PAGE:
Table of Contents
Editorial: Defining the Inuit Sled Dog
Featured Inuit Dog Owner: Sylvia Feder
All the Wrong Reasons
Last Trip of the Century to the North Pole
Bering Bridge Expedition - 10 Years Later
Ways of the North
Behavioral Notebook: Watching TV
Poem: Standing Invitation
Video Review: Dog of the Midnight Sun
Janice Howls: Observations
In My Humble Opinion: Work, et. al.
Navigating This Site
Index of articles by subject
Index of back issues by volume number
Search The Fan Hitch
Articles to download and print
Ordering Ken MacRury's Thesis
Our comprehensive list of resources
Talk to The Fan Hitch
The Fan Hitch home page
ISDI home page
The Fan Hitch, Journal of the Inuit Sled Dog International, is published four times a year. It is available at no cost online at: http://thefanhitch.org.
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The Inuit Sled Dog International
The Inuit Sled Dog International (ISDI) is a consortium of enthusiasts whose goal is the preservation of this ancient arctic breed in its purest form as a working dog. The ISDI's efforts are concentrated on restoring the pure Inuit Dog to its native habitat. The ISDI's coordinators welcome to your comments and questions.
Pages from the Behavior Notebook:
Television and the Inuit Sled Dog
by Sue Hamilton
We recently received the following from Jill Pinkwater who, with her husband Daniel, owns a female out of one of the dogs we brought down pregnant from Pond Inlet. Jill said, "Lulu is a big television watcher. She loves the animal channel -- floppy eared dogs looking like Maxine [a yellow labrador retriever] excite her as do wolves. However, we bought her some tapes of wolf documentaries when she was younger. She recognizes wolves she's already seen -- watches them calmly. New wolves get her very excited. She likes sea mammals very much but does not look at snakes on the screen. Anyone having trouble believing this can come watch with her. Lately, Lulu has become fond of certain cartoons and she LOVES the Teletubbies. I am not kidding. She gets very excited and tries to get inside the TV with them. Go figure." And quite independently from Jill's communication, Carlo Obligato, who owns a litter sister to Lulu, wrote, "Baffin was first drawn to the TV from the sounds emanating therefrom. However, thereafter she appeared to actually be able to discern the images and began talking back. This is not uncommon when she hears wildlife sounds from any number of nature shows we have viewed on TV."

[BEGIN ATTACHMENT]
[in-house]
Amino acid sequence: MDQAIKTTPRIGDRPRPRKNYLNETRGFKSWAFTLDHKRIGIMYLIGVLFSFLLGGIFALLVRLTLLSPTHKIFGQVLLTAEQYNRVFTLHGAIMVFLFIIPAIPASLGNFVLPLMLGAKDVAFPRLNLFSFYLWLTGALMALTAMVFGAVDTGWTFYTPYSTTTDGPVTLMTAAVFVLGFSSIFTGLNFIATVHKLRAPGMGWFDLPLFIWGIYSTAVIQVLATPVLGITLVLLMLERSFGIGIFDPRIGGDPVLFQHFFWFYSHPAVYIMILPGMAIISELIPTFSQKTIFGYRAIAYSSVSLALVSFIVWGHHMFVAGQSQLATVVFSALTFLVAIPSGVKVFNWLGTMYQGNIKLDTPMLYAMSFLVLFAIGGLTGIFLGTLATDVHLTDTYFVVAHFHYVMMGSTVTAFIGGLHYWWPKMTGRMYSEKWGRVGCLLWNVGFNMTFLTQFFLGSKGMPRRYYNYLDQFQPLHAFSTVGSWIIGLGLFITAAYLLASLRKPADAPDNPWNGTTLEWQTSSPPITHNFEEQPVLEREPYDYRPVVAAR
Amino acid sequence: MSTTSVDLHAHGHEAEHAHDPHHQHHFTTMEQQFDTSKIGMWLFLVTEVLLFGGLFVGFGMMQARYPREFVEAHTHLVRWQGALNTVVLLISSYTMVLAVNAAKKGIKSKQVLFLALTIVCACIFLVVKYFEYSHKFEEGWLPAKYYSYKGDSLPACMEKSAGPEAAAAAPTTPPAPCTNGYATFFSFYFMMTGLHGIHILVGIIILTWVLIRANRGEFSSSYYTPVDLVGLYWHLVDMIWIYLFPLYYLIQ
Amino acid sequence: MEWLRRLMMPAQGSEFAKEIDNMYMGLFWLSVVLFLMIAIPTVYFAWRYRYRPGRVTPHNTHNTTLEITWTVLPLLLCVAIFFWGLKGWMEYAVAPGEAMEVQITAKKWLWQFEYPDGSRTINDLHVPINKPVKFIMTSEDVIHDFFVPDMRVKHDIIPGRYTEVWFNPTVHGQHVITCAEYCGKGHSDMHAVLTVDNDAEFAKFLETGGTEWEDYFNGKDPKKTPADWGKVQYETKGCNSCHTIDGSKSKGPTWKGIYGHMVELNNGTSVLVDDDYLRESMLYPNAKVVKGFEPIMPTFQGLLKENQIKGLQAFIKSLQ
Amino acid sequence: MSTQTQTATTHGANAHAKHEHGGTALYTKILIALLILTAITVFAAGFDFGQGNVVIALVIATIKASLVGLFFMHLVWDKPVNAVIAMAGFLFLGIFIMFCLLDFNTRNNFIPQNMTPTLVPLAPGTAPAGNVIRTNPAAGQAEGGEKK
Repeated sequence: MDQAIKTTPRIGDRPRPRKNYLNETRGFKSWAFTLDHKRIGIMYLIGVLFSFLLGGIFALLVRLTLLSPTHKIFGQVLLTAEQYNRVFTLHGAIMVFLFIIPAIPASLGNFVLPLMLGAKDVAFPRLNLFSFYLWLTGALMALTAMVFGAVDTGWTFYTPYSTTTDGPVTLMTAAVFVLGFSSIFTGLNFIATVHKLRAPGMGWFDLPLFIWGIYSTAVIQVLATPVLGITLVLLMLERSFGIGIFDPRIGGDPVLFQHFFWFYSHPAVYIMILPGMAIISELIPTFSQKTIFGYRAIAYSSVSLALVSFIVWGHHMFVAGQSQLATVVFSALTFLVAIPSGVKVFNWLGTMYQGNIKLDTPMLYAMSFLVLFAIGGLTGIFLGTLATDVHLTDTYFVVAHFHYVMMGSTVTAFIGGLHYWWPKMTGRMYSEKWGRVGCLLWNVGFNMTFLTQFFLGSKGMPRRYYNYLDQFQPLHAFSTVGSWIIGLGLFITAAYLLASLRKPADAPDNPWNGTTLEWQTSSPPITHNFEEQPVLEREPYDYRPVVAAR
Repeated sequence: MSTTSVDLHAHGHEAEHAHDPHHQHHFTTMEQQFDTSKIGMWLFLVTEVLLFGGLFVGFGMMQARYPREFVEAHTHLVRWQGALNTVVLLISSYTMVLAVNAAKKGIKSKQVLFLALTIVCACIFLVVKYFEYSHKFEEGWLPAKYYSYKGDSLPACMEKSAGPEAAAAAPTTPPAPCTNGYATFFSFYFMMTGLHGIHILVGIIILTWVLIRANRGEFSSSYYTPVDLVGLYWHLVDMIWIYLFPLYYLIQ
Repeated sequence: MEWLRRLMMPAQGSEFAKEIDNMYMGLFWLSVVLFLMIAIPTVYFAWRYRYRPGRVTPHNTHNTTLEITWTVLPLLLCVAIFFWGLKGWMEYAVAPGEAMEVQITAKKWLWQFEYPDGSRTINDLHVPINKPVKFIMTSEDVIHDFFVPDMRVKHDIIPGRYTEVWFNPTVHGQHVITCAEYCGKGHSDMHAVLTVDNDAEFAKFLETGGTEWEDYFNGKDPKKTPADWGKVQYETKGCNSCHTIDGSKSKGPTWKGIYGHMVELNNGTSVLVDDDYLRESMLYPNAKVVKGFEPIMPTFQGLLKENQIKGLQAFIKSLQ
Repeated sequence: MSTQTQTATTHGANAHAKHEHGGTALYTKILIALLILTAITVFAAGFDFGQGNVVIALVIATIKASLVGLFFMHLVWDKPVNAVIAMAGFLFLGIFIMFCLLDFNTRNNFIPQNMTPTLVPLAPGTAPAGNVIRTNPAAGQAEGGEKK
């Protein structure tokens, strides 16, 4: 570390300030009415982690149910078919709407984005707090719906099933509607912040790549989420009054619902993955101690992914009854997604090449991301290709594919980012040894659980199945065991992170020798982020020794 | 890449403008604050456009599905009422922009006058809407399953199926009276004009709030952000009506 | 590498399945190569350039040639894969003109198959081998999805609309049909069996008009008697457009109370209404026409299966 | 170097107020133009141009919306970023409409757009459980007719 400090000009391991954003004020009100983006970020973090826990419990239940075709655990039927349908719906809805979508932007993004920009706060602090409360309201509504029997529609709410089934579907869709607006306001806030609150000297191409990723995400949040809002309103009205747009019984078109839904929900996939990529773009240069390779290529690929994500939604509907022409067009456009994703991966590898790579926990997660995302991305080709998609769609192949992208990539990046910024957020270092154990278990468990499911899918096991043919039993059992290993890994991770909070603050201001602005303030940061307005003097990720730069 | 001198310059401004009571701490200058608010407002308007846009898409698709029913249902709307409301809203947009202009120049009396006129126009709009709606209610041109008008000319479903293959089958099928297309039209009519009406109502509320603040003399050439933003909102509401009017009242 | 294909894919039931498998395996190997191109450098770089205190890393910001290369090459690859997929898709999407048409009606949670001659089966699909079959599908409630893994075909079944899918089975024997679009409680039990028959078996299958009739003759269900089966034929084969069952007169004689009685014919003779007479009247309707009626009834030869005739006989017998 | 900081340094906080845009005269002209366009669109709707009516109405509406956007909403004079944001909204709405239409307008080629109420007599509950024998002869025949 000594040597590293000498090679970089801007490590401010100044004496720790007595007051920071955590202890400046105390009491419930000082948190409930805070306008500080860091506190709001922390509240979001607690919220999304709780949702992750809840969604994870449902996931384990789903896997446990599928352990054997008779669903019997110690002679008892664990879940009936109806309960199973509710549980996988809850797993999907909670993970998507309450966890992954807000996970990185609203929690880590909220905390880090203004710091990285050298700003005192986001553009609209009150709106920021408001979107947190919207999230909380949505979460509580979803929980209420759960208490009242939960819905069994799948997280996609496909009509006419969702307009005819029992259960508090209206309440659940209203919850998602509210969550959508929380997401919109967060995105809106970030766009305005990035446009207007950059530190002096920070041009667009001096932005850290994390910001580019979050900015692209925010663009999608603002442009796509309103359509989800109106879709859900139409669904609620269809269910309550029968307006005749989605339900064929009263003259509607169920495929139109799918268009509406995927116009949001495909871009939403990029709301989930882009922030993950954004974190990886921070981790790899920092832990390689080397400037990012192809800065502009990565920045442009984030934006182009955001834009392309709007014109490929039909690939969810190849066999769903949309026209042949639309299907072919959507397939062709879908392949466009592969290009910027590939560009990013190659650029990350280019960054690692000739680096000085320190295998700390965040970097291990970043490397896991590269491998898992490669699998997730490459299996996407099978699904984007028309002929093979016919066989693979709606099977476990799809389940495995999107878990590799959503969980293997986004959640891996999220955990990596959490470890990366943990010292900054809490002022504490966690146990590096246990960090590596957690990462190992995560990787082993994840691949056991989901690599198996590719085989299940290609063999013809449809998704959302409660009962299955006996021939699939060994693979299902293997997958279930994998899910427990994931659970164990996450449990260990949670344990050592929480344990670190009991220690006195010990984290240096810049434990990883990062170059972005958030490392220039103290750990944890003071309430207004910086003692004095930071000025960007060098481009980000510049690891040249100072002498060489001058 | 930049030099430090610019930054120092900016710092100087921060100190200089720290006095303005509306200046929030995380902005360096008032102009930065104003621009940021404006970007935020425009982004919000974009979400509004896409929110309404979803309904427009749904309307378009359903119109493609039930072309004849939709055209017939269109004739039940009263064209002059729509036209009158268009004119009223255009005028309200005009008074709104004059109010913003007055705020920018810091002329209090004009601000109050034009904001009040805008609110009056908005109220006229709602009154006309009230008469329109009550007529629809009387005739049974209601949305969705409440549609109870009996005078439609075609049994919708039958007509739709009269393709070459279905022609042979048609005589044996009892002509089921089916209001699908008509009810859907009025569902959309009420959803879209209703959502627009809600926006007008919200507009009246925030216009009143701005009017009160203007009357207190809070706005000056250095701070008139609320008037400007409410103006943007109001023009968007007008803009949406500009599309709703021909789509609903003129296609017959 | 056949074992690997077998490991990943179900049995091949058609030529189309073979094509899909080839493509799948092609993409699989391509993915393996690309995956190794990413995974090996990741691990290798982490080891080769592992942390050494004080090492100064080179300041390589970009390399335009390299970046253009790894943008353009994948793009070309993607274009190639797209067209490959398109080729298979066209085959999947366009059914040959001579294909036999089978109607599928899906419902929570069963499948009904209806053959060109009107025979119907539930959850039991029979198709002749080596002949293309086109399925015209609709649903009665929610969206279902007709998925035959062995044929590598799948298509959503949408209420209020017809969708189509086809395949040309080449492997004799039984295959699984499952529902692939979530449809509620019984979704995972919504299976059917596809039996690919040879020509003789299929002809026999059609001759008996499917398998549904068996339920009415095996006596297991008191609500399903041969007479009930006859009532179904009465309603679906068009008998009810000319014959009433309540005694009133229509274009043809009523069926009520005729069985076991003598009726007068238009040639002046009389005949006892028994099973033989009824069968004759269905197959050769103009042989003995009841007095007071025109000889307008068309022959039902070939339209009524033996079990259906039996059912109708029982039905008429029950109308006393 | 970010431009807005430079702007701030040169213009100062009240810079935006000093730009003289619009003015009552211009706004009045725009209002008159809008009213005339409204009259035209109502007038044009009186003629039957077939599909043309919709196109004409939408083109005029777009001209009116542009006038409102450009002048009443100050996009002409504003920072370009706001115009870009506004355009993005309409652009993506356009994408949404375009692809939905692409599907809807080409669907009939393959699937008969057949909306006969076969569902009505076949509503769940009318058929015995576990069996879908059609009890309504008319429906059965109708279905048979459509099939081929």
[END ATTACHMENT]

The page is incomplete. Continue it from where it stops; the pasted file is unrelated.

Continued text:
That dogs watch television is not so unusual. Yet 3 or 4 our our ISDs have been reported to take a great interest in the boob tube, especially when nature shows are on. More may be interested in TV, if permitted to lounge in front of it. Perhaps what seems to make this interest in television unusual is that these 3 or 4 people have had many other dogs of various breeds over the years who didn't watch TV. Wondering if there was something characteristic of the breed to which TV watching can be attributed, I consulted with Laurie Hiestand who holds a PhD in animal behavior. Her principle work and her doctoral thesis involved comparing the behavior of wolves and domestic dogs. When I asked Laurie if what has been reported may be breed specific behavior, she replied, "Re the TV watching, I haven't heard anything about it, but it wouldn't surprise me if it was breed specific. In my thesis I speculate that more wolf-like dogs would be more attentive visually, though I was discussing primarily attention to vertical objects. But I wouldn't be surprised if this was also true of any kind of movement, even movement unassociated with scent cues (however, it is interesting that ISDs that are so explorative in an olfactory way should be riveted by two dimensional movement in the absence of scent cues). And why primarily nature shows? Try putting Oprah on once and see how they like it - or maybe you better not, in case they do!"
I'd like to hear from those of you whose Inuit Dogs are fascinated by television and what does and does not hold their attention.